• Aside from eating whole meals, we also ate many delicious snacks along the way. One such snack that blew our minds came from a Jamón Iberico butcher/deli shop 2 blocks down the street from our hotel called Enrique Tomas Jamon Iberico Shop. Most places in the United States (like an artisanal butcher shop, Spanish restaurant, or even Costco) that offer this fatty, salty, delicious cured ham treat sell a few slivers for nearly an arm & a leg. This specific cured ham charcuterie is muy caro! For example, my brother took my mom to a Spanish restaurant in San Diego for her birthday. He ordered the Jamón Iberico,  & SIX slices cost him $300 USD!! My mom nearly fainted at the price. Costco, the giant American megastore also sells this jamón in a slim, 5oz, shrink wrapped package for $26 USD. On our trip to London, we kept walking past this jamón deli everyday & promising ourselves that we would eat there at least one time before we go home. Jian & I are huge fans of charcuterie meats, especially Jamón Iberico & prosciutto, so it was only a matter of time before we ended up at this place,  which was packed from floor to ceiling with different types of jamón & different cuts lining the display window enticing our senses. One late night we were walking back to our hotel to retire for the evening. Lots of shops had already long since closed & many restaurants were also preparing to call it a night. We were walking by the jamón shop when the guys working there noticed us staring from across the street. They shouted at us to come inside & grab a few slices. I was all for it, but Jian stopped me saying that we shouldn’t bother them if they were closing for the night. The 2 guys said they didn’t mind staying open for us, so we ran across the street to grab a late night snack. We chose a cone of jamón bits, & to our shock, it only cost us 7£!!!! What in the world?! Did we slip into an alternate universe where everything was affordable priced?! We paid for our delicious ham, profusely thanked the gentlemen who were so kind to stay & chat with us for a bit before closing. We brought our special ham back to our hotel, plopped our tired derrières at the Lobby Bar counter & continued our late night with some phenomenal cocktails to pair with our cured treat. Not only because of the extremely affordable price, but also because of its sheer deliciousness, I will never forget this experience for as long as I live.

Photo courtesy of Yelp.com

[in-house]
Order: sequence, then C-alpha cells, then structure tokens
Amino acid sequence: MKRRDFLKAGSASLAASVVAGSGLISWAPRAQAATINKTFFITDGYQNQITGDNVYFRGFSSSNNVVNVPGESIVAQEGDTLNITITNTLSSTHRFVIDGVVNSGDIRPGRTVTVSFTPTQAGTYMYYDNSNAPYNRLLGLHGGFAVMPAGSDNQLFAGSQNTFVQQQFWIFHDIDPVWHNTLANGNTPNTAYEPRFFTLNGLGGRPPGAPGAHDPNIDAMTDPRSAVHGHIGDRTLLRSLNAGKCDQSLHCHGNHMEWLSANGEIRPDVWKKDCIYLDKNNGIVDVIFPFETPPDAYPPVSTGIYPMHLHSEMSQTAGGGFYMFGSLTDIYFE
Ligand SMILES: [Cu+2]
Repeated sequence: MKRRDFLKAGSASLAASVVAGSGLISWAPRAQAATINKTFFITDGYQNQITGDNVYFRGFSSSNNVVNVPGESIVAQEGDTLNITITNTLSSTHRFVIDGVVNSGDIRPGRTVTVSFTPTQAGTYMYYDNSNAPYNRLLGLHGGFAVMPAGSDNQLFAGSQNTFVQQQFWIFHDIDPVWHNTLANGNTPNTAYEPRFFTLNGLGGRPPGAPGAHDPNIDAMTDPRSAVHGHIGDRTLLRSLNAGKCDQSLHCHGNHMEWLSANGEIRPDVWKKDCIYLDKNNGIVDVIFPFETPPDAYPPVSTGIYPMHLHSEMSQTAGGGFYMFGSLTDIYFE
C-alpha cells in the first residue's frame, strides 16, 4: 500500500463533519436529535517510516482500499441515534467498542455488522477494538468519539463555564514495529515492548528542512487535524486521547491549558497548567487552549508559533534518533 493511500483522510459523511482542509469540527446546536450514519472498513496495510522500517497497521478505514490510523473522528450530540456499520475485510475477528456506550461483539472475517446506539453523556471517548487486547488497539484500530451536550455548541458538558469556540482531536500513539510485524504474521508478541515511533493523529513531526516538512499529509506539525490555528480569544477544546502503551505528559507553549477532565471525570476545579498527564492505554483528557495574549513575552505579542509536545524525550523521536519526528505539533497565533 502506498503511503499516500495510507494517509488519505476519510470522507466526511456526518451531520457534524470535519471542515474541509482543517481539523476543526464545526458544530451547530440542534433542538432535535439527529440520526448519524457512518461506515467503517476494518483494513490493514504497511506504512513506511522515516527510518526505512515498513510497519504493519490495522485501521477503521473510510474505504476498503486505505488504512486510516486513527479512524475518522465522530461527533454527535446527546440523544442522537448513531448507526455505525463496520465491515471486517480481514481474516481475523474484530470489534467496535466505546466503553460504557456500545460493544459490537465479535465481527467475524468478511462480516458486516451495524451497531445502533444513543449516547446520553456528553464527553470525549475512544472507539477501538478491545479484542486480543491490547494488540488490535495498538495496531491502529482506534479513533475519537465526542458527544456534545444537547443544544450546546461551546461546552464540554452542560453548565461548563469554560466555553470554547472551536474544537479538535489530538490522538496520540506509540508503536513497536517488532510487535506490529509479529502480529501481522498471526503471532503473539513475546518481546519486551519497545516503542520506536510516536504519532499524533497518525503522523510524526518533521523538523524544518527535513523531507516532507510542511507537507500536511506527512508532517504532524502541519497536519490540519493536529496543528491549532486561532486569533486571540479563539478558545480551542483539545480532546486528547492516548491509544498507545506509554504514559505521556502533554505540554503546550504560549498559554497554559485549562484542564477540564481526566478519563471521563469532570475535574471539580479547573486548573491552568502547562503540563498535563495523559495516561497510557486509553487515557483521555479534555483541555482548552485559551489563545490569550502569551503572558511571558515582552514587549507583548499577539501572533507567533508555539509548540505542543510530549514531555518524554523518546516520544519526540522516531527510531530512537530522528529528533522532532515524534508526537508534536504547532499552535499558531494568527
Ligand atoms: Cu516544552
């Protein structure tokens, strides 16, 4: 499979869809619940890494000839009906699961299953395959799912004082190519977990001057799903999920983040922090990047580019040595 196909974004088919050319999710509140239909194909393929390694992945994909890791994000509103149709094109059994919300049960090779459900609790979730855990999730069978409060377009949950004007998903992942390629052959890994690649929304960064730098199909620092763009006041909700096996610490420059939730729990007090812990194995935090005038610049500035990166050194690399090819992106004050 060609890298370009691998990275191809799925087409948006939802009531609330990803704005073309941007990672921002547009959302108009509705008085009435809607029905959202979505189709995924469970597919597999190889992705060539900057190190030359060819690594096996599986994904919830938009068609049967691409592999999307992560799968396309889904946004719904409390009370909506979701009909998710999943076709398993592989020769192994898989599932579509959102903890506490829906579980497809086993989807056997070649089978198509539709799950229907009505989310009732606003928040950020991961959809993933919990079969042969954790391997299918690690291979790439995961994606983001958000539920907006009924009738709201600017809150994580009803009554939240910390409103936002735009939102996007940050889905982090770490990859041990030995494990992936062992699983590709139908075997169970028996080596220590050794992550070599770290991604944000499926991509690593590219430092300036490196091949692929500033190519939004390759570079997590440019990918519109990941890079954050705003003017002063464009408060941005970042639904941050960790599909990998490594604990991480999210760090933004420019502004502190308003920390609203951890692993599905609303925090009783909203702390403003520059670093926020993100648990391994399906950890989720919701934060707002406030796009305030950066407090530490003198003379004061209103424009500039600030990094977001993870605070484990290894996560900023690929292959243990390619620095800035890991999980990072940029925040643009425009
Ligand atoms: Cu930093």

• Have I ever mentioned how much Jian & I love to drink coffee? We love this artisanal craft roast coffee movement that’s popular right now, but we will also patronize big box chain Starbucks, & if need be will grudgingly drink instant coffee. We wouldn’t call ourselves coffee snobs, even though we hail from San Francisco, one of the epicenters of the artisanal coffee roasting trend. However, we do appreciate a good quality coffee bean roast. Of course some of the best & most memorable/life changing coffee we’ve ever had was in Portland, Oregon. We probably had coffee at least twice a day when we visited Portland. We also bought several bags of beans to bring home. How could you not drink coffee in Portland when you’re right at the heart of the artisanal coffee trend, with the likes of Heart, Barista, Coava, Stumptown, Sterling, & many more of coffee roasting’ greatest hits. We’ve also had some pretty good coffee in Hong Kong at Omotesandō Koffee & The Coffee Academics. We’ve also tried coffee in Japan right at the start of their craft coffee movement at notable places such as: Streamer Coffee, Identity Coffeebar + Gallery, Little Nap Coffee Stand, Be A Good Neighbor. Who knew we’d extend our craft coffee tour in London with some awesome coffee from Soho Grind, TAP Coffee, Caravan Coffee, & shops like Flat White & Kaffeine. Oh man, every morning we looked forward to having breakfast with a hot cuppa joe. Jian’s caffeinated drink of choice is usually a macchiato, & I like to drink lattes, but we both fell in love with flat whites (not necessarily from the shop Flat White). Flat whites are my new favorite espresso drink. My favorite part about drinking coffee in London is that their coffee cup sizes are the exact same as in Asia, especially Japan….small. A regular cup size of take away coffee in London is still slightly smaller than a child/junior/short size in America. I love that because it’s so much more manageable than the average small cup size back home. For example, when I order coffee at Starbucks, I always choose the child size, which they call a short size. I still can never fully finish this cup, & by the time I reach the bottom, the coffee has already become soggy/watered-down & cold. The coffee sizes in London are small enough that you get just the right amount of a caffeine fix to power you through the morning & the spdrink stays hot until you reach the bottom of the cup.